Thinking back about Russell's call caught my attention from a recent post by Burt Coons -- Penname Plunger. Coons believes we're witnessing a "global synchronized market top," calling it "2019 -- The Year of the Bear Market."

Below, he speaks about gold stocks. But do you think the miners would launch an upside blast while physical gold and silver prices remain in the doldrums?

As the stock market becomes entrenched in a bear market, the FED will ultimately change course and inject liquidity. This event could result in an upward explosion in the gold stocks. Something resembling the blast-off in the great August 1982 bull market times ten will likely occur. It will be almost impossible to chase once it launches; its rise could be relentless.

A strong case can be made that Rambus/Plunger are currently the most skilled purveyors of the chartists' craft in the business. Deserving of your consideration, you can read -- posted in the public space -- the full text of Plunger's most recent analysis here.

Over the years, several market analysts continue to shape my approach to this often-frustrating, but if correctly approached, rewarding market sector.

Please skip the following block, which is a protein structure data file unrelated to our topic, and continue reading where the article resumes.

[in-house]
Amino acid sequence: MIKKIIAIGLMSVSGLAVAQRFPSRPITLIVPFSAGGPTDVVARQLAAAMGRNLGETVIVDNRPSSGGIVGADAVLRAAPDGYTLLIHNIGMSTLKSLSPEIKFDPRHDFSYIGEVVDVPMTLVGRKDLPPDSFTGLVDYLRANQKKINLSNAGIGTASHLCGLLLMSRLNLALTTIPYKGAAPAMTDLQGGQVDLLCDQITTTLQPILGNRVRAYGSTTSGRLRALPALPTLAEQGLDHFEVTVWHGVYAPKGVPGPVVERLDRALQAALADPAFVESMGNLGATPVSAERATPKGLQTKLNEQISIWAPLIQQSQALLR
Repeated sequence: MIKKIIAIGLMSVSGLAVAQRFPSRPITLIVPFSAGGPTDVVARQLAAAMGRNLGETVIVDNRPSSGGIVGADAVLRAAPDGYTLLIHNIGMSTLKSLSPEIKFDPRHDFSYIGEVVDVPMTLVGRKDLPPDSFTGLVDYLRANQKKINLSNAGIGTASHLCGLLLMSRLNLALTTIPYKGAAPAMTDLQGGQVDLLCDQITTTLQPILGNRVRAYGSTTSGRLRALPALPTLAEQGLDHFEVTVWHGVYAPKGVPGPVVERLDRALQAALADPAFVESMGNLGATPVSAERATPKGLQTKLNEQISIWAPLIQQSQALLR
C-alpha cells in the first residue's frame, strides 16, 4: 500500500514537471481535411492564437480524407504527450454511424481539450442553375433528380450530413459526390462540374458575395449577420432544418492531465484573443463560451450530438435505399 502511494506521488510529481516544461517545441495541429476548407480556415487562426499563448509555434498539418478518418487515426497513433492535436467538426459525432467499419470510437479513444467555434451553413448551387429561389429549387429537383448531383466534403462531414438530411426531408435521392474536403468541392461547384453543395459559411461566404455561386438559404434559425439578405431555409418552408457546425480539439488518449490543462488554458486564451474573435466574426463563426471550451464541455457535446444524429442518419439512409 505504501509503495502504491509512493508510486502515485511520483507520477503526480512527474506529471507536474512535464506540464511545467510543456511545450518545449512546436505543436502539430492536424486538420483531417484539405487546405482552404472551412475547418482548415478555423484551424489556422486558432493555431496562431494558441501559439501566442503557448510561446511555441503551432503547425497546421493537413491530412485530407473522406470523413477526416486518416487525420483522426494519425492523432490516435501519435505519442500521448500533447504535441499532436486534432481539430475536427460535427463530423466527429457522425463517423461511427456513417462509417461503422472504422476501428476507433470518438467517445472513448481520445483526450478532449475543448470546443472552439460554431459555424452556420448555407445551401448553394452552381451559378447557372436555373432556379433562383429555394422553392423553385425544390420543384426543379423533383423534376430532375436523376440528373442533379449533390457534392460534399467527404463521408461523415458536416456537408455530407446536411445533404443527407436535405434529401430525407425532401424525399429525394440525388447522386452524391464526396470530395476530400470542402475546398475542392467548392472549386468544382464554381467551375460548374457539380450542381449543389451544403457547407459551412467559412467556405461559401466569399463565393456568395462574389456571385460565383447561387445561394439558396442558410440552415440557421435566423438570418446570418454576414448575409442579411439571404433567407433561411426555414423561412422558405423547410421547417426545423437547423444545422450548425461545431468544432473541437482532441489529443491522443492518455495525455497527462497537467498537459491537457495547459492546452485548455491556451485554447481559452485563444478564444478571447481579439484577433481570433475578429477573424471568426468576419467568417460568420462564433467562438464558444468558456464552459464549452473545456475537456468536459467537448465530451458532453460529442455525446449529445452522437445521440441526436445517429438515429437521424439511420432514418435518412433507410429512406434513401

Without a doubt, three whose valued perspectives I'd rate as "first among equals" are David Morgan, Bob Moriarty, and Stewart Thomson. None of them suffer fools (or the terminally undecided) lightly. Stu had this to say this week in his Graceland Updates letter:

The big bank econs and the big hedge fund money managers are almost universally positive about inflation and gold. This, while the gold guru techies are totally terrified. You can walk with the big men, or cry with the little boys. That's also your choice. I've made mine.

Many data points support the belief that — whether it's a few weeks or months away — we're on the cusp of a new and (this time) sustained bull run in the precious metals. One that could turn out to be the biggest yet. Here are four key facts:

  • The massively skewed Gold Hedgers' Chart is exactly opposite to its 2008 profile (Steve St. Angelo's excellent analysis is here).